Oregon's hospitals are the largest campaign contributor in the fight over taxes on insurance policies and hospitals to fund the state's Medicaid program. Their war chest, bolstered by money from unions and the Providence medical network, has enabled the pro-tax side to reach voters with a slew of TV and Internet ads and colorful mailers. The "no" side, by contrast, has spent its much tinier publicity budget mostly on yard signs.
Greg Walden, the Oregon Republican who chairs the powerful House Energy and Commerce Committee, pledged Wednesday that Congress will vote to extend funding for children's health insurance, "hopefully next week." Walden, in a lengthy interview with host Todd Zwillich on public radio show The Takeaway, said his committee has already identified and voted to spend the $800 million needed to keep the program funded beyond Jan. 19.
SALEM – Oregon's child welfare agency is headed to trial later this year in a lawsuit seeking millions in damages for the death of a 2-year-old who died in the care of his stepfather. On Monday, Marion County Circuit Court Judge Donald Abar ruled the lawsuit could proceed, despite objections from lawyers for the Department of Human Services and cities of Monmouth and Dallas. Toddler Hayden Henry was found dead in October 2014, after his stepfather repeatedly beat the boy.
Muck Rack makes it simple to find people, tweets, or articles that mention any name, keyword, company, hashtag etc. We've compiled this guide to help you make the most of your search.
Selecting a term
Start searching tweets, articles from media outlets, articles mentioned in tweets, journalists'
names, titles and bios with some suggested searches:
Companies or Topics (e.g. iPhone, Microsoft)
Phrases (e.g. "cloud computing") — use quotes to keep the terms together
Twitter handles (e.g. @username) — returns those who have mentioned or replied to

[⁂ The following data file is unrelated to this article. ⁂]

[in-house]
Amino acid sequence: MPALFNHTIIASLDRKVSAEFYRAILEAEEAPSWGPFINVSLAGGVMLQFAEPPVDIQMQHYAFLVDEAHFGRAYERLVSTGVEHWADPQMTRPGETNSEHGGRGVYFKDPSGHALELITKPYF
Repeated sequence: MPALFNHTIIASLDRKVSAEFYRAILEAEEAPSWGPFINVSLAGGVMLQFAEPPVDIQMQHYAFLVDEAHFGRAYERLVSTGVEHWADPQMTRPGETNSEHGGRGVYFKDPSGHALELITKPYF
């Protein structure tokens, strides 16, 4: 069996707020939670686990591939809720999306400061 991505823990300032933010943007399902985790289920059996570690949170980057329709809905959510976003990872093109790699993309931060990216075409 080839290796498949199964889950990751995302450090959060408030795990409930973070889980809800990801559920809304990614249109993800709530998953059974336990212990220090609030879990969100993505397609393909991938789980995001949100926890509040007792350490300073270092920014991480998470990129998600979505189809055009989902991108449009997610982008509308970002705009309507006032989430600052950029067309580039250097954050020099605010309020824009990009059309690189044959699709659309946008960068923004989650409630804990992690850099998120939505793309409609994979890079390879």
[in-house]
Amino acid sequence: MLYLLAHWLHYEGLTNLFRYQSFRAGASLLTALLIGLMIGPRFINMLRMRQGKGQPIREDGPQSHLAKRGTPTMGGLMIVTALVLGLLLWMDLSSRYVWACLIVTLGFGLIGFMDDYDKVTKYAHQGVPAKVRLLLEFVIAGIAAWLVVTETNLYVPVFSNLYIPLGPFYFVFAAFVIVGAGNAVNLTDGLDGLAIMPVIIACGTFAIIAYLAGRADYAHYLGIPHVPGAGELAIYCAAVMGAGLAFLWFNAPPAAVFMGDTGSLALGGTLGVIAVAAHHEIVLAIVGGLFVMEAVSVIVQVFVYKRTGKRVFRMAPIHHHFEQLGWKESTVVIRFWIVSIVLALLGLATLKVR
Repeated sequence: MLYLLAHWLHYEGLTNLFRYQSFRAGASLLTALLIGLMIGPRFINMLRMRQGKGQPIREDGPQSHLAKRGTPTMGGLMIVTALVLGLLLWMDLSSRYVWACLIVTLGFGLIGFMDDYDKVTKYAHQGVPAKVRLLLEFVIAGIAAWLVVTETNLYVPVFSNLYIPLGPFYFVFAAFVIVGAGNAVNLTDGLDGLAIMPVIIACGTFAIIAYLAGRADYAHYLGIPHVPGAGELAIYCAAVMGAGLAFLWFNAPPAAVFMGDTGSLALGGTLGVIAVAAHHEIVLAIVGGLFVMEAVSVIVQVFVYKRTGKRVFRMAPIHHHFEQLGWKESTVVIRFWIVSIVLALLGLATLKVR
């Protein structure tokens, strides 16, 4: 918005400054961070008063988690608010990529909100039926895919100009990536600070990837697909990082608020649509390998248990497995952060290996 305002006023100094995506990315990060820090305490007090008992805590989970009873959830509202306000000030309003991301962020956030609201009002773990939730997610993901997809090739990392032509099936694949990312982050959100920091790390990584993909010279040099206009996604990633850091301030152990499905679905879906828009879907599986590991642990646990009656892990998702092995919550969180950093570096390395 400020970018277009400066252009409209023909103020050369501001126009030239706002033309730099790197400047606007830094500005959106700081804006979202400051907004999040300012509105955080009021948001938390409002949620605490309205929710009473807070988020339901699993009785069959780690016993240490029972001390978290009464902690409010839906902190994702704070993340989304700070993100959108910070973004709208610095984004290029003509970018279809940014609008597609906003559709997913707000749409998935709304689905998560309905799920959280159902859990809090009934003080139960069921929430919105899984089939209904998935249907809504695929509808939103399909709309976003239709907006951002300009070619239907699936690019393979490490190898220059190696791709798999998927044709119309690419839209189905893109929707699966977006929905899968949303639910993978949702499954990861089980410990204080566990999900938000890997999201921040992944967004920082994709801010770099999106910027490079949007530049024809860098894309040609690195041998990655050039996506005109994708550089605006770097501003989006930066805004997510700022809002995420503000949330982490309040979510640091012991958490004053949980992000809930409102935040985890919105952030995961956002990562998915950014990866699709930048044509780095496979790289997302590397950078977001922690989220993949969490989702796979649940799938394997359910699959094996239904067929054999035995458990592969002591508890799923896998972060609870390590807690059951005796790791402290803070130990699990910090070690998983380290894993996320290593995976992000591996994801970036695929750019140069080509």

Names (e.g. "David Pogue")
Hashtags (e.g. #sxsw, #london2012)
Bio details (e.g. vegan, Olympics, father)
Muck Rack's Advanced Search allows for many boolean operators.
Find results that mention multiple specified terms, use AND or
+. For example, ensure each result contains both Elon Musk and Mark Zuckerberg by
searching Musk AND Zuckerberg or Musk + Zuckerberg.
Use the operators OR or , to broaden your search when you'd like either of
multiple terms to appear in results. (This is the default behavior of our search when no operators
are used). For example, results will contain either cake or cookie by searching cake OR cookie or cake,cookie
Use NOT or - to subtract results from your search. For
example, searching Disney will yield results about the Walt Disney Company as well as Walt Disney
World Resort. To exclude mentions of Disney World, search for Disney -World or Disney
When using one of these operators with a phrase, enclose it in quotation marks. For example, you can
find results about smartphones excluding Apple's iPhone 4S by searching smartphone -"iPhone
Exact case matching or punctuation
If you're searching for a brand name or keyword that relies on specific punctuation marks or capitalization, you can
find results that match your exact query by adding matchcase: before the keyword you're searching for, like matchcase:E*TRADE .
Use parentheses to separate multiple
boolean phrases. For example, to find journalists talking about having fun in Disney World or
Disneyland, search for ("disney world" OR disneyland) AND fun.
An asterisk can be used to search for any variation of a root word truncated by the asterisk. For example, searching for admin* will return results for administrator, administration, administer, administered, etc.
A near operator is an AND operator where you can control the distance between the words. You can vary the distance the near operation uses by adding a forward slash and number (between 0-99) such as strawberries NEAR/10 "whipped cream", which means the strawberries must exist within 10 words of "whipped cream".